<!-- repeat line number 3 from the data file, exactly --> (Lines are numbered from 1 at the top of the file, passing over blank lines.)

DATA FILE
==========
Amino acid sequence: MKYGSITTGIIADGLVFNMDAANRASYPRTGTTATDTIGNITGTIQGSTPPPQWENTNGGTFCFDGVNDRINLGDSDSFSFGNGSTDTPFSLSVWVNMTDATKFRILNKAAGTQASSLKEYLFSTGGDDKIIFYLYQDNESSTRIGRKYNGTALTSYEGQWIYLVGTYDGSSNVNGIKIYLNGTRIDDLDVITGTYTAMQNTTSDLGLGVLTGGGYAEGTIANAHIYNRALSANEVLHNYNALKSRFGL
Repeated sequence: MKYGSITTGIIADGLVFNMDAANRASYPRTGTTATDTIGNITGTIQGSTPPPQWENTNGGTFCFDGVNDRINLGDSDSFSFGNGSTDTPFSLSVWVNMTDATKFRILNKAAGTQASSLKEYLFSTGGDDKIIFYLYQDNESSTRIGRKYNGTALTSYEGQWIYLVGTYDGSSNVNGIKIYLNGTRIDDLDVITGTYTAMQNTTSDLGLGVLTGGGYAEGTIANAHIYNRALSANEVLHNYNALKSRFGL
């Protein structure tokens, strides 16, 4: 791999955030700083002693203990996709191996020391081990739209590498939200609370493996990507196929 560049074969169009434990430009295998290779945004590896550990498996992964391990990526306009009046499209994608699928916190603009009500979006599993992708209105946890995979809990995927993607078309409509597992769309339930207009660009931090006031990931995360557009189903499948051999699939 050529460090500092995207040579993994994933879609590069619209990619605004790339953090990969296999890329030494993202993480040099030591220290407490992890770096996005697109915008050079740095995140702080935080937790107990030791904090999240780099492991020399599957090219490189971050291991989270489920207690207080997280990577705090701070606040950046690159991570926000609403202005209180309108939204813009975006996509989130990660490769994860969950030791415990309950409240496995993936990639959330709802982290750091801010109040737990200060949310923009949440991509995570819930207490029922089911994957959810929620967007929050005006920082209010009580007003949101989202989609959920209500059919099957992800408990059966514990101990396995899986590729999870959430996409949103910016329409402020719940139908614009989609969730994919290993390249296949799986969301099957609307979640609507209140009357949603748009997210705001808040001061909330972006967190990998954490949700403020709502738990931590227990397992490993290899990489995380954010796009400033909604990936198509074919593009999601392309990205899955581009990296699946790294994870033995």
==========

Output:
């Protein structure tokens, strides 16, 4: 791999955030700083002693203990996709191996020391081990739209590498939200609370493996990507196929 560049074969169009434990430009295998290779945004590896550990498996992964391990990526306009009046499209994608699928916190603009009500979006599993992708209105946890995979809990995927993607078309409509597992769309339930207009660009931090006031990931995360557009189903499948051999699939 050529460090500092995207040579993994994933879609590069619209990619605004790339953090990969296999890329030494993202993480040099030591220290407490992890770096996005697109915008050079740095995140702080935080937790107990030791904090999240780099492991020399599957090219490189971050291991989270489920207690207080997280990577705090701070606040950046690159991570926000609403202005209180309108939204813009975006996509989130990660490769994860969950030791415990309950409240496995993936990639959330709802982290750091801010109040737990200060949310923009949440991509995570819930207490029922089911994957959810929620967007929050005006920082209010009580007003949101989202989609959920209500059919099957992800408990059966514990101990396995899986590729999870959430996409949103910016329409402020719940139908614009989609969730994919290993390249296949799986969301099957609307979640609507209140009357949603748009997210705001808040001061909330972006967190990998954490949700403020709502738990931590227990397992490993290899990489995380954010796009400033909604990936198509074919593009999601392309990205899955581009990296699946790294994870033995």